Victoria Urban Gondola



Urban Gondola Transit in Victoria, British Columbia?

Adding to the Western Canadian surge in interest in urban gondola transit (see here and here), frequent commenter Sean Turvey sends along the following link:

Is it a good idea? Unlikely.

There are clear problems with the concept – not the least of which is the 15 km long distance Colwood Councillor Brian Tucknott imagines. Mr. Tucknott never explicitly stated such a distance, but it can be extrapolated from the reporter’s comments about $150 m line at $5 – $10 m per kilometer.

15 kilometers also happens to be almost the exact distance from Colwood to downtown Victoria:

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The distance itself isn’t much of an issue, as you can see here. The problem instead lies with a fundamental misunderstanding of the technologies, economics and maths involved in such a distance. Let me explain:

At the purported $5 – $10 m per kilometer (which is questionable), you’re talking about an MDG system. Regular readers of The Gondola Project will know that an MDG system is the slowest of the major gondola technologies, capping out at around 22 km/hr.

That would make a 15 kilometer long journey arduous at best. Without intermediary stations, you’re looking at a 40 minutes journey. With intermediary stations, you’d be looking at something in the order of one hour (assuming 6 – 12 intermediary stations).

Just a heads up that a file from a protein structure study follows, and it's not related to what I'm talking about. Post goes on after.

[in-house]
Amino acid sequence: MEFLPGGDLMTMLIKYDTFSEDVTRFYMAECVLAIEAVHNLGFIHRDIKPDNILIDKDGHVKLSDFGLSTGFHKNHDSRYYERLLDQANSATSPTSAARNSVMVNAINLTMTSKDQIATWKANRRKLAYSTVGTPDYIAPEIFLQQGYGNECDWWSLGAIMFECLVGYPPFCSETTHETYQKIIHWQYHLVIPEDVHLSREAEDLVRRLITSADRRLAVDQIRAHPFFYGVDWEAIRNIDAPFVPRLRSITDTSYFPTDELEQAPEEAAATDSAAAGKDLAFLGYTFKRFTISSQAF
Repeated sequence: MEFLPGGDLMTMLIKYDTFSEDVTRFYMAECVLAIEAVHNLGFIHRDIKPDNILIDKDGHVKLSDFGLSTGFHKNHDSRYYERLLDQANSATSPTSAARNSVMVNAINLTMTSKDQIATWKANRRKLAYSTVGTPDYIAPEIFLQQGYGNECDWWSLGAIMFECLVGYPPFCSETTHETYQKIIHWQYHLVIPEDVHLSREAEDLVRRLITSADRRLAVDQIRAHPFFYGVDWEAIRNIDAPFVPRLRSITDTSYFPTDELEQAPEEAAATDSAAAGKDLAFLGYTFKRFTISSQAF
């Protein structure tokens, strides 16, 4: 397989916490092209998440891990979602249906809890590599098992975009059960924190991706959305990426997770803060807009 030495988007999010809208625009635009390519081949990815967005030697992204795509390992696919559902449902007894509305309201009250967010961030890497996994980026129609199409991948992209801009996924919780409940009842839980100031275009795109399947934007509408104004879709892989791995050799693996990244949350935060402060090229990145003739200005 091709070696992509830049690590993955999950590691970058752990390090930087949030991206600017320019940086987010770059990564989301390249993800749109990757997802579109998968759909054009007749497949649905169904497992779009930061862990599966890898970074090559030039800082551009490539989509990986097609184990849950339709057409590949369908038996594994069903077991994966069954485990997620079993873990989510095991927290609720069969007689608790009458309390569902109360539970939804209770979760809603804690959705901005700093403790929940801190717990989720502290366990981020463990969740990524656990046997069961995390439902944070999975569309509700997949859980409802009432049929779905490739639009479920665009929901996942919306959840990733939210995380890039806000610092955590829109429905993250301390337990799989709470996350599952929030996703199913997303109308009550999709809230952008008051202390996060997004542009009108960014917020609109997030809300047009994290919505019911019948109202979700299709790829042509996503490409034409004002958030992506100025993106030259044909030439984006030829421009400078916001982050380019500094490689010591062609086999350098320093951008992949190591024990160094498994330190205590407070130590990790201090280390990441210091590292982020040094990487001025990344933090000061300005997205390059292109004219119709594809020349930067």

60 minutes might be pleasant enough for the tourists, but this doesn’t solve the problem for commuters for whom this system is purportedly being built for.

Furthermore, as the route imagined would have numerous turns and intermediary stations, there’s little chance of hitting the $5 – $10 m per kilometer price point.

To get within a (relatively) more reasonable distance of ~10 km, one would need to:

  • Cross the bay directly. This has been proven to be  a viable option in Vinpearl Land, Vietnam. One could even alleviate some of the car/ferry needs, should someone be courageous enough to adapt the car transport technology the industry has already developed.
  • Use a higher end technology. The reality is that for such a system to make any logical sense, it would have to utilize either a 3S or Funitel technology. These systems are much faster than the MDG and, if coupled with a shorter, more direct route alignment across the bay, would result in drastically reduced travel times. But using either technology could increase costs two or threefold. Add in the additional engineering for something like a bay crossing, and this becomes more complex than simply stringing a few cables.

It’s important that when people trot out an idea or technology they have some degree of understanding about it.  Councillor Tucknott should be commended for the ambition behind his vision, but his fundamental misunderstanding of the technology makes this an idea destined for the scrap heap.

Solving transit-problems is about using the right tool for the right job in the right way. Councillor Tucknott’s idea does none of those things.

Also, on an other unrelated note: Is it too much to ask for these reporters to include a photo of an actual, real-world urban gondola?  We’ve got, like, thousands here. 

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